by Krista Sobel
Krista argues that Florida was the first to launch into online learning in any significant way with the Florida Virtual School (FLVS). This is true. It is also true that Florida had significant growing pains. In 2013, enrollment in the virtual school dropped 32 percent and funding reductions caused serious layoffs. It seems that FLVS was allowing students enrolled full time in public schools to take multiple online courses at the same time. They made a lot of money using that policy. The legislature stepped in. There must have been a quality gap somewhere.
Quality gaps of other online companies reached national attention as well.
FLVS filed a 2014 lawsuit and won against K12 Inc., the mega online course management company, over copyright infringement. The State of Florida filed a suit against K12 Inc. for falsifying teachers who were assigned to courses. Many local districts countered the practice by negotiating their own online academies taught by local teachers. The districts also kept the records of student progress. They might purchase rights to online course content, or they may develop their own courses, but they control the process.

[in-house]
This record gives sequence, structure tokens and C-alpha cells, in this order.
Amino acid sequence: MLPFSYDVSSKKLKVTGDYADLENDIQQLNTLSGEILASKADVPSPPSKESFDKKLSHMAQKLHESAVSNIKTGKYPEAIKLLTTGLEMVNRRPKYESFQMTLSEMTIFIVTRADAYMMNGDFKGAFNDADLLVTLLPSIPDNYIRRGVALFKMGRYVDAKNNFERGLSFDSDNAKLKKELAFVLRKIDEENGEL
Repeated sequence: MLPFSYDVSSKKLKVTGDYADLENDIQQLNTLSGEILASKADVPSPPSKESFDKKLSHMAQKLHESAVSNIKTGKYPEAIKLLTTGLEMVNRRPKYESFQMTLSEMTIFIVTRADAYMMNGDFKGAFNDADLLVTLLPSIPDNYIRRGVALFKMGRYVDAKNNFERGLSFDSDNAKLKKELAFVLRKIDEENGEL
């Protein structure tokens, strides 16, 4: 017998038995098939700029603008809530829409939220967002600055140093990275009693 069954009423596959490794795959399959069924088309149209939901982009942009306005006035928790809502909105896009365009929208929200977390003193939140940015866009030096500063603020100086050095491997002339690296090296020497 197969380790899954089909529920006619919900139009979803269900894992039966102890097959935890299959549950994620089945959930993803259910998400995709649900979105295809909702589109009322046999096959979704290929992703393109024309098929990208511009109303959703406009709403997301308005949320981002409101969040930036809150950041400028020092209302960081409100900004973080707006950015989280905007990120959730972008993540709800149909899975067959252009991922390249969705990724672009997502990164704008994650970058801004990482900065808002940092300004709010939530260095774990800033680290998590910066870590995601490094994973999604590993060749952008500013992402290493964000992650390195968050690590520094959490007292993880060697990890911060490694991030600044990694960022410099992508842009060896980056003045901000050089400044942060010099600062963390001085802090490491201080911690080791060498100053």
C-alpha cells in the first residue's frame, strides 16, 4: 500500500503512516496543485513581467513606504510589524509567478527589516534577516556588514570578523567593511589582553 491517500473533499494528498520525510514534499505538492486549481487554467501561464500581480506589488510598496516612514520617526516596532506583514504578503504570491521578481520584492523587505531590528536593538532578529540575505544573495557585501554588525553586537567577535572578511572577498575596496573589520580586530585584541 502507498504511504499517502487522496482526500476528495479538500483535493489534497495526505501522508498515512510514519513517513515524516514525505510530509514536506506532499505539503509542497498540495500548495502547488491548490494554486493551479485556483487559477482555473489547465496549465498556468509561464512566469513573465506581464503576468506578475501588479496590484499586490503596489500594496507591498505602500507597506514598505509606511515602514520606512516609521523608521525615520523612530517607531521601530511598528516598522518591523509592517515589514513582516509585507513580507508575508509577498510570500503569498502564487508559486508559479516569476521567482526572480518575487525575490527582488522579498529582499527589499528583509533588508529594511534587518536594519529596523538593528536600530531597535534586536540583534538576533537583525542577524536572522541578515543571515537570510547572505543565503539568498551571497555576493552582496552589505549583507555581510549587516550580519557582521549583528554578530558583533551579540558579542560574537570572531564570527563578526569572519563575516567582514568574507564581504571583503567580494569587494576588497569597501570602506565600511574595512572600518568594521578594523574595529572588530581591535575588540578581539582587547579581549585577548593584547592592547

Problems with for-profit online companies are everywhere. Politico published a series on the academic failure and profiteering of the online charter schools. They may advertise blended learning experiences, but the reality is too often a computer or two in a corner. What is clear is that citizens have a duty to be wary but an obligation to recognize the opportunities new technologies can bring. Read Krista’s vision for change.